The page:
All of those are formative experiences because there is still 100% plasticity in the brain, which is not available in quite the same way for us later in adulthood. But when we come to that we'll talk about the fact that we still have plasticity and that's what people forget to remember. But, in the case of the toddlers learning, it is so rapid, the assimilation of language, and the assimilation of the world, and the assimilation of the meaning of things, because the brain is enjoying the 100% plasticity.
And I'm prepared to also go here on a limb and say, there is also the collective know-how, and the collective knowledge, of the collective unconscious - if I use the Jungian term - or if I choose to talk about it more in the collective soul know-how, the soul guides the baby as she goes, as he goes through those early stages. And the soul has the knowledge of orchestrating the development from crawling, to standing, to walking, such that it carries the potential and the intelligence of that to then facilitate the development in the nervous system, the brain, and the way of the orchestration of the physical, skeletal, muscular, to enable you the rapid learning that goes with learning, for example, to walk. So I offer that about the infant stage.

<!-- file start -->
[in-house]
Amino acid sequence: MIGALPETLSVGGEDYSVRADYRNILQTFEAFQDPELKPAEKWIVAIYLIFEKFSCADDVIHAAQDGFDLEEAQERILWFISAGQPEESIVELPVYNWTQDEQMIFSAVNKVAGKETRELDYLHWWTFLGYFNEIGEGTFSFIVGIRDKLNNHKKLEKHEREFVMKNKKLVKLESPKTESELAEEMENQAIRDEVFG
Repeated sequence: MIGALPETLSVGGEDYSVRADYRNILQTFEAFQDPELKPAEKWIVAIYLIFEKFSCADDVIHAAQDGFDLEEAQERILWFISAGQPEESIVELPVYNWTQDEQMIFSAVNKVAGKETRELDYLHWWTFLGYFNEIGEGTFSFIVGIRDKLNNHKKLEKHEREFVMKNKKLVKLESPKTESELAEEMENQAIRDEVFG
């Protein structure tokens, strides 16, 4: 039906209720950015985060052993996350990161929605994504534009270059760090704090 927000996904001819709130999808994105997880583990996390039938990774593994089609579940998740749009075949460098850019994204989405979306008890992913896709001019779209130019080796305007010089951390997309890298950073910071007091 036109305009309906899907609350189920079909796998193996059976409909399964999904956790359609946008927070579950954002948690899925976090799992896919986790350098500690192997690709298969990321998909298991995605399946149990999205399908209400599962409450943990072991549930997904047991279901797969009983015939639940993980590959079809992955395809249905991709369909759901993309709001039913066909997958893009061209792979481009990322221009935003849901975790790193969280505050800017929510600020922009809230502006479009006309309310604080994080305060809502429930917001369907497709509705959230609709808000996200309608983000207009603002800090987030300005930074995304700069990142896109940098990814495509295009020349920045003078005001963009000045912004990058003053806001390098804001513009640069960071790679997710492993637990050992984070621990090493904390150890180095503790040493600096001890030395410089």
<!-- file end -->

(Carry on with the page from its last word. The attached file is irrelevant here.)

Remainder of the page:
Aviv: So let's look at the Red Stage of the child, and we said, at the opening, you could break those two to nine to seven different brackets, but the theme here is, “this is mine.” There is certainly in the very early stages there isn't here the separation of me and the world, and everything that I touch, or see, or experience, is the child's experience of the very early years is as an extension of himself, or herself.
What else would you add about this? Mastering motor skills, and learning to play, and socialize, and acquiring new skills and continued growth, and, later, around six and seven, entering formal schooling and organized activities and so on. What else would you add on the early stages of childhood, and then the later stages of childhood?
Pick up this conversation at the 20:00 mark of the video or audio versions
"You could say that so many of the philosophical spiritual frameworks that are offered there, they are a result of the inquiry that emerged at those stages, at those early years, you essentially said I have to figure out 'What is this all about? I'm a child in the universe, and it's for me to figure out the truth about that.'
And we also see for many, in the young adult years, the beginning and the end, the death, of that inquiry, because they succumb, they surrender, to a framework or to a belief that they must chase one thing or another, or a different kind of success."